Orientation included many hours of mechanical work on the vehicles that had developed problems along the routes. In addition, we all participated in food preparation and cleanups, and did overnight security in two-hour shifts. Evening meetings covered topics ranging from driving in a caravan and CB radio usage to cultural sensitivity.
Most of the caravan left early on the morning of March 11. The few vehicles with last-minute problems left that afternoon and caught up with the caravan at the US-Mexico border that night. We spent nine days on the road, arriving at the University of Central America on Friday March 19. Except for the two days that we spent waiting for permission to enter Mexico and El Salvador, a typical day would start around sunrise. Drivers were responsible for checking and warming up their vehicles. The day's trip would be explained in a short meeting. The advanced party (consisting of four of the smaller and faster vehicles) would leave and try to get a head start on the caravan. They were responsible for locating that night's meal and lodging; since the caravan had to avoid all major cities, finding accommodations for seventy six people on two hours' notice could be a challenge.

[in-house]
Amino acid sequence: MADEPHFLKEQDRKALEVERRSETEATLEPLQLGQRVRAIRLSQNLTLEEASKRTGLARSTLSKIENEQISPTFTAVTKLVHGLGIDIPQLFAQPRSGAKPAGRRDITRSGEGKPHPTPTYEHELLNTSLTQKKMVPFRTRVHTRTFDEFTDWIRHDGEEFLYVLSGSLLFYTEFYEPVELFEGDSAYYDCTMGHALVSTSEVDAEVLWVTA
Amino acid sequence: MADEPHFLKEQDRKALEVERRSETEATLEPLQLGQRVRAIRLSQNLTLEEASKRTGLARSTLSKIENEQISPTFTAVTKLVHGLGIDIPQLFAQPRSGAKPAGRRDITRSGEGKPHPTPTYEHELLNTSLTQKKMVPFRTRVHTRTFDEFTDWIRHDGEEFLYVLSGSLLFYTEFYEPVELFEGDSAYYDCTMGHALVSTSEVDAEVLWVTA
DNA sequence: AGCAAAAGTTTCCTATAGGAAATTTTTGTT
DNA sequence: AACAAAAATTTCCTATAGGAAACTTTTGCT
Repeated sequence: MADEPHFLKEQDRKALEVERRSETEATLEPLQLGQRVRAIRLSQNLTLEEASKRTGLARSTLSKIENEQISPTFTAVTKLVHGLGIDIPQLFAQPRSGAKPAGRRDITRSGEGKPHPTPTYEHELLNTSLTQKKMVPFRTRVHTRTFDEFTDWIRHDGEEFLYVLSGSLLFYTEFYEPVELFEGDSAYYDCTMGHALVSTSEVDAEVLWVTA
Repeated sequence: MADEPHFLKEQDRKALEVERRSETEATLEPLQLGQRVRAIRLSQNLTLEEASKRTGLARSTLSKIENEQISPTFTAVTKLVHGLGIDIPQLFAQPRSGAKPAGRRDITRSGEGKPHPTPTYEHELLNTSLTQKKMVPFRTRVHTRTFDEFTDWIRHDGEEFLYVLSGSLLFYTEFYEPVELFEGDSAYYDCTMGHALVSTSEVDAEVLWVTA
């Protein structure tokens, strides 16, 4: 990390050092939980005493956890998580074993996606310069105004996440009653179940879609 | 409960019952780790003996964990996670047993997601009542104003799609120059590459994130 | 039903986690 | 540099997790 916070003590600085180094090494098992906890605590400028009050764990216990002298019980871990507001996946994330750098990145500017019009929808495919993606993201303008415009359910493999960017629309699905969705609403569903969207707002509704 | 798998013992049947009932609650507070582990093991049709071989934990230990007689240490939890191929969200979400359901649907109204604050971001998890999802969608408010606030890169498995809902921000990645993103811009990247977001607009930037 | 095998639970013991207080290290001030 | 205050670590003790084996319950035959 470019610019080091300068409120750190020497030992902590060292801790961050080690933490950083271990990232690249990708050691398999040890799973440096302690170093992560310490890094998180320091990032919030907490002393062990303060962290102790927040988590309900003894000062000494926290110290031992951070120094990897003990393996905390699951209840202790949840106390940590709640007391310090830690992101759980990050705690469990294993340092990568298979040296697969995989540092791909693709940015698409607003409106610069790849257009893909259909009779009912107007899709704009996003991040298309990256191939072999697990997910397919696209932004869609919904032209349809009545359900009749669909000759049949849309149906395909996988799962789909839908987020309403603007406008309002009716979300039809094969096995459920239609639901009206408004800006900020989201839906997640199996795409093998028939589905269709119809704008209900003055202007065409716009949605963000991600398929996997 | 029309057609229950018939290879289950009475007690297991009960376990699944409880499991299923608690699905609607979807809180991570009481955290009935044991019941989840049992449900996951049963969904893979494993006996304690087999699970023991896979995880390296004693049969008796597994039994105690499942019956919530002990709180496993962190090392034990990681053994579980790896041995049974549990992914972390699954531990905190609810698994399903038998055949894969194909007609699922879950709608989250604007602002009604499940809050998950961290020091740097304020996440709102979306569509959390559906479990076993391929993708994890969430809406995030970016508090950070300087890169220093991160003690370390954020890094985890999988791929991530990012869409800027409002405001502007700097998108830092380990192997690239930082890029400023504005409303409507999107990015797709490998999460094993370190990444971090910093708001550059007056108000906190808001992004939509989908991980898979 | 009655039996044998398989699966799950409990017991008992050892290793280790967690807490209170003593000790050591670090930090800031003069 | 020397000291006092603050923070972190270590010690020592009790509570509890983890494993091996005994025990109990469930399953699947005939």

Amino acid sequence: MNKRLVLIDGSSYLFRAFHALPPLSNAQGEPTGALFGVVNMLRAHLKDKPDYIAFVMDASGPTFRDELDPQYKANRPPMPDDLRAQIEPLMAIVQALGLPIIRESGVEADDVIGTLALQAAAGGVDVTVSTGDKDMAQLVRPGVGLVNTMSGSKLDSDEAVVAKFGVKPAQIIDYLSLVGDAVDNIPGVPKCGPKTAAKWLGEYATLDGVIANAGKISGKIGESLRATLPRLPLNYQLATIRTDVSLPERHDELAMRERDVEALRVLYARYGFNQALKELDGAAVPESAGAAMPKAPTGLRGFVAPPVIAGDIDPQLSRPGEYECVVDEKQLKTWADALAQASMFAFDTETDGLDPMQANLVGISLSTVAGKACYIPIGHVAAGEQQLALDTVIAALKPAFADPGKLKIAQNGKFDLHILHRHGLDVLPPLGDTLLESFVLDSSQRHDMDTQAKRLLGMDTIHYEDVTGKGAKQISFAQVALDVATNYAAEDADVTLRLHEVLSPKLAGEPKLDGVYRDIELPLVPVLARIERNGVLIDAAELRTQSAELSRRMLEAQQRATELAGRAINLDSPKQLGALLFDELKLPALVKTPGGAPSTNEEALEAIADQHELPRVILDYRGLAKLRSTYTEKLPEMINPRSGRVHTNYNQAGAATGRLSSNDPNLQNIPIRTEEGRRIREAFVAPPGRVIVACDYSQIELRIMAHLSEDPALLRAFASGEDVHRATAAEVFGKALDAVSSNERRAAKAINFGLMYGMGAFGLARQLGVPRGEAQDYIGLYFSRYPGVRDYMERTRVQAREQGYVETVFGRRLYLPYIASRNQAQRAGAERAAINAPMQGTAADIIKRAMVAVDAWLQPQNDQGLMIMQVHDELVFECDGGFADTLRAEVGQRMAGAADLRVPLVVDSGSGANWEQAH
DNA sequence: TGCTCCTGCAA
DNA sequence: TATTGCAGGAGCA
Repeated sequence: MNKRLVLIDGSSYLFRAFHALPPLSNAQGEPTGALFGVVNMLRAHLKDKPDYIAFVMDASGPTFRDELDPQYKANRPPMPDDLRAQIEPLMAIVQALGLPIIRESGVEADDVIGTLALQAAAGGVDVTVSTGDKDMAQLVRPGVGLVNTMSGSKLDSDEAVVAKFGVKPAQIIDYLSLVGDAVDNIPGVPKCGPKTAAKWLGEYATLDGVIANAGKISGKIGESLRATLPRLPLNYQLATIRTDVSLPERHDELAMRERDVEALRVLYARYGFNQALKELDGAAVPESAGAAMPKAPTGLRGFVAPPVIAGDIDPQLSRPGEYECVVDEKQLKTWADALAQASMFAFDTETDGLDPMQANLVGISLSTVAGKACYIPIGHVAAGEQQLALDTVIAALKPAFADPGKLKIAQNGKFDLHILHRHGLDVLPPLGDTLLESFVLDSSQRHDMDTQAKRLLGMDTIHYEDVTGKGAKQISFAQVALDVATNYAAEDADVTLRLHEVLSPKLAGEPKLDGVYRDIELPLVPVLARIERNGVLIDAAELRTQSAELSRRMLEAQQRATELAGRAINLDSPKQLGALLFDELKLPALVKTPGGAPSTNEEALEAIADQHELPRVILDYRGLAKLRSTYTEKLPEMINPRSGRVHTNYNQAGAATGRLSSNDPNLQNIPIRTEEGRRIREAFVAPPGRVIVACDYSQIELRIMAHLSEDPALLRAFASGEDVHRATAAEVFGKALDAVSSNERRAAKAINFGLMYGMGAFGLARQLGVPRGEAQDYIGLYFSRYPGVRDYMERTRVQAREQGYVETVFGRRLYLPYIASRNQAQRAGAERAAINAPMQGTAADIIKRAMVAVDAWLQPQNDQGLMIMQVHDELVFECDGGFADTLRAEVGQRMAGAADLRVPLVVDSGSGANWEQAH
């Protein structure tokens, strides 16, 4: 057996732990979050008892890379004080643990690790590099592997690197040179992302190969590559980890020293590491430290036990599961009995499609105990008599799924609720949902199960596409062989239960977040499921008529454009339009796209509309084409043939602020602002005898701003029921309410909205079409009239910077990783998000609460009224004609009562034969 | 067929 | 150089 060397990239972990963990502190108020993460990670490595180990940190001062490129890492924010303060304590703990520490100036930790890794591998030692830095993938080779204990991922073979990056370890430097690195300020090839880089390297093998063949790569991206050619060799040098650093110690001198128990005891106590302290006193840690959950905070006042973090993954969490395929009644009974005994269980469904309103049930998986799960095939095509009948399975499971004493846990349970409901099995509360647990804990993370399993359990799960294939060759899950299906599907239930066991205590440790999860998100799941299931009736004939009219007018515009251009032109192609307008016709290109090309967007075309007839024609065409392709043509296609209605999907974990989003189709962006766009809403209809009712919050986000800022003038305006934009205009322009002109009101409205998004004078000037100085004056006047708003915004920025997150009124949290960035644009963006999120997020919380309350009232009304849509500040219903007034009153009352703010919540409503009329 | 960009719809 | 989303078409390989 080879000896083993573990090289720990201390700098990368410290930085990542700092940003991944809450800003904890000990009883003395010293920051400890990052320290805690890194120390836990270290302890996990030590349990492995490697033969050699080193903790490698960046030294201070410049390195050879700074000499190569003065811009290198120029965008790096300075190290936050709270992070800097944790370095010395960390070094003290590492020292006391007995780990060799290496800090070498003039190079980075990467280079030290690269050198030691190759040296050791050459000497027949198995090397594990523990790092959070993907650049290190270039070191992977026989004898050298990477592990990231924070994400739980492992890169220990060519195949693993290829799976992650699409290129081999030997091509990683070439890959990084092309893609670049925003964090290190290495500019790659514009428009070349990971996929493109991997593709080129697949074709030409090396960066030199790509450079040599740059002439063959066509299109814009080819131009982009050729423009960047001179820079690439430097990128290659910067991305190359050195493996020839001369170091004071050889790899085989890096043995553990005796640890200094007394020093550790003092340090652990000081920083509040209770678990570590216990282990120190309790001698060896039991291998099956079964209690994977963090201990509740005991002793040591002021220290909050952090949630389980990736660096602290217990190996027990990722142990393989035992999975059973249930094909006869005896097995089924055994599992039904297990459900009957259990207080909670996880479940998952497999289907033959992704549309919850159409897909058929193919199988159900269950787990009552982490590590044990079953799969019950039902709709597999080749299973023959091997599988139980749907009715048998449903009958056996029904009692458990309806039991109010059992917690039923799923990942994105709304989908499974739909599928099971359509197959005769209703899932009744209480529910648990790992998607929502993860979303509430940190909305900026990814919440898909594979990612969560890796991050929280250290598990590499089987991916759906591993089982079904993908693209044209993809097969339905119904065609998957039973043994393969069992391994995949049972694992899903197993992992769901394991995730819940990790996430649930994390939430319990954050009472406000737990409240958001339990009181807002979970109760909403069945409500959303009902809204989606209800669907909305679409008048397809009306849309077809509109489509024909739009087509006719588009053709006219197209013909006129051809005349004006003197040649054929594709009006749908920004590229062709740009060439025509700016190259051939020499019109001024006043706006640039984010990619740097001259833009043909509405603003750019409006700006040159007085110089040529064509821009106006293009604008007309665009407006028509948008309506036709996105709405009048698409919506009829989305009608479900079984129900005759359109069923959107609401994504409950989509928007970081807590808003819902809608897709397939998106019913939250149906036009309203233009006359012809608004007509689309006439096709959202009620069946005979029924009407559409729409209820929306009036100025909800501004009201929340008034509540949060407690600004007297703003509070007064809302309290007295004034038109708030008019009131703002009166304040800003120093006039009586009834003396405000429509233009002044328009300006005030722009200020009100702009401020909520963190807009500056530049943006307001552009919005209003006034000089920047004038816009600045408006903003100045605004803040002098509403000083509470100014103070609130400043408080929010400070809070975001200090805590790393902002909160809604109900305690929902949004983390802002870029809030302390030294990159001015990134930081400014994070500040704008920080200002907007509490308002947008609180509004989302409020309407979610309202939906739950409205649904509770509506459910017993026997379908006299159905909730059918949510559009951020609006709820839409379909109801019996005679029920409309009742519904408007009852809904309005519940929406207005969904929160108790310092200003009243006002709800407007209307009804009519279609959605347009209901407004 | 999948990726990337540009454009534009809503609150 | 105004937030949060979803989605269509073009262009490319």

Fortunately we experienced no serious mechanical problems after leaving San Antonio. We followed the Gulf coast, crossing over to the Pacific coast in southern Mexico. We crossed Guatemala along the Pacific coast, avoiding the mountainous center of the country. We finally crossed into El Salvador on Thursday March 25 and were met by a large delegation of Salvadorans and North Americans who had flown to El Salvador to greet the caravan. That night we celebrated at a hotel close to the border. However the next morning we were told that the national assembly had failed to pass a resolution granting tax exempt status to the entire caravan as the government had promised. The UN Truth Commission that had been set up as part of the peace accords had just released its report on the worst human rights violations of the war, implicating the government and its security forces for %85 of the violations that it had investigated. The FMLN guerrillas were blamed for %5 of the violations. The previous day, the national assembly had started debate on a law granting a blanket amnesty for all political crimes committed during the war. It had recessed after many hours of intense debate without voting on our tax exemption.